Isabel Hardman

Is the Marble Arch mound a joke?

Is the Marble Arch mound a joke?
Image: MRVDV
Text settings
Comments

What better way to get shoppers back into London's West End than by, er, building a large hill in the middle of it? That's the latest plan from Westminster City Council, who hope that the Marble Arch Hill will lure people back to the area with the promise of stunning views around the city from its 25 metre high summit. The mound, designed by an architectural firm MVRDV, will boast a winding path with trees and plants, along with a hollow centre for exhibitions. It will tower over Marble Arch, and visitors could be charged a small fee for scaling its heights by Westminster City Council. The BID's chief executive Kay Buxton describes the hill as a 'clarion call to the recovery of London's hospitality and leisure sector, in an enduring, world-renowned destination'. 

Perhaps it is fitting that plans for the recovery of this shattered sector after such a surreal, nightmarish year are in themselves totally bizarre and the sort of thing you'd expect most people to laugh off as an idea emerging from one of those dreams you have after eating too much cheese. Why does Marble Arch need a temporary hill with temporary trees and temporary plants? It's not as though the area is devoid of green space: one of the first things visitors will see once they've paid the fee and trundled up the 'winding path', probably in a long, slow and dreary line of people who aren't entirely sure why they're doing this, is Hyde Park. Sure, that huge green space lacks a random mound, but at least its trees have had a chance to put their roots down, the flowers aren't spending a sabbatical there before being shipped off elsewhere, and the wildlife hasn't been enticed there on false pretences. The park also has the benefit of being free, like the other green spaces that paying hill climbers will espy from the Marble Arch summit. It's not even as though wider London lacks hills: proper hills with proper views like Cornhill, Parliament Hill and Primrose Hill that don't get carried off on the back of a truck when we've had enough of them.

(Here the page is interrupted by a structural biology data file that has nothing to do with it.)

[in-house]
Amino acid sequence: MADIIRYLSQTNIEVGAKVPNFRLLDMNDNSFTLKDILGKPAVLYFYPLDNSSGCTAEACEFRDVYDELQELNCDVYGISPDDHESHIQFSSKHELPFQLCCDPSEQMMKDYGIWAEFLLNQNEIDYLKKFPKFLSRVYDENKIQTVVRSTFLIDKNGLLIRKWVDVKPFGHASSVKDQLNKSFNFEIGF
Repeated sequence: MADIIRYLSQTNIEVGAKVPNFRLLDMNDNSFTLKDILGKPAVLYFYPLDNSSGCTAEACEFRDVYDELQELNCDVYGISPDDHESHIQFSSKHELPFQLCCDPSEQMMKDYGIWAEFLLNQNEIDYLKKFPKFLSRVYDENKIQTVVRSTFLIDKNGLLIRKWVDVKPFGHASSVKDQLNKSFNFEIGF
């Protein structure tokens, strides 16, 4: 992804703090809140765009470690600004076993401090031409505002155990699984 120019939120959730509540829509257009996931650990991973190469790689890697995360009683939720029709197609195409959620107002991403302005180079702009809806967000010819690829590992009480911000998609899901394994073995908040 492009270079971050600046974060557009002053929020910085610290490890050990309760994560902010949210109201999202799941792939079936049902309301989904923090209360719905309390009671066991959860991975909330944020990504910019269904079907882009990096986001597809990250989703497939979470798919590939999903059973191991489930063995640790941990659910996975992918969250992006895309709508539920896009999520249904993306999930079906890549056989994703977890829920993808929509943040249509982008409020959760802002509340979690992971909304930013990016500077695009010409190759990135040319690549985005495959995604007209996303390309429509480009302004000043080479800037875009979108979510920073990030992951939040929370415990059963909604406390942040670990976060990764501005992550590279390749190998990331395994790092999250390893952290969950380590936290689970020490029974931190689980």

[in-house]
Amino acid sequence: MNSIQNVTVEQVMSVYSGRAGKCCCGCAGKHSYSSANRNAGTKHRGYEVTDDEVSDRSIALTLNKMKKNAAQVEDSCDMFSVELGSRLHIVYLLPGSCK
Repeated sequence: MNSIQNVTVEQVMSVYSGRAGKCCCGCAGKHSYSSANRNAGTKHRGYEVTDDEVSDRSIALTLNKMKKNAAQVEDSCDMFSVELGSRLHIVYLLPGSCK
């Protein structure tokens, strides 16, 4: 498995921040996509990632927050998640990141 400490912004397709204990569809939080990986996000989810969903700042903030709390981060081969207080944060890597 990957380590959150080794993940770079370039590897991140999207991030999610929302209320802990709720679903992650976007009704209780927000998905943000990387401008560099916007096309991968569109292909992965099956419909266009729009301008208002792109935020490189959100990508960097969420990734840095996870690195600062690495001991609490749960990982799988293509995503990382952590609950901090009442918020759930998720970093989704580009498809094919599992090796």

No doubt the hill will be popular with some because it will end up on one of those lists of 'things you must do in London'. Many of these attractions are totally inexplicable: why, for instance, do people bother queuing to go to Madame Tussauds? The answer seems even to escape many of those who dutifully follow the instructions on these lists, which is why so many popular tourist attractions seem to be full of people who don't look entirely sure why they are there. 

That a temporary mound is being built at all also tells us a lot about the way we view the natural world. It is apparently merely a commodity for us to treat as we do the things we buy in the shops near Marble Arch, with no greater longevity than a Primark cardigan. Ship in the soil, then cart it off when it has served its purpose. Whack in the trees, then whisk them somewhere else when tourists have tired of them. Everything in this plan revolves around human beings and their random whims. Once the whims change, off goes the nature, as though it no longer has value just because tourists are trooping off to see something at the London Trocadero instead. 

Residents associations in the area aren't happy with the plan, with some initially wondering if an April Fool's Day joke had been released early. Perhaps someone is having a laugh. After all, whoever wrote the architects' press release which contains the line suggesting that 'this temporary addition help inspire the city to undo the mistakes of the 1960s' surely can't have done so with a straight face.

Written byIsabel Hardman

Isabel Hardman is assistant editor of The Spectator and author of Why We Get the Wrong Politicians. She also presents Radio 4’s Week in Westminster.

Comments
Topics in this articleCulture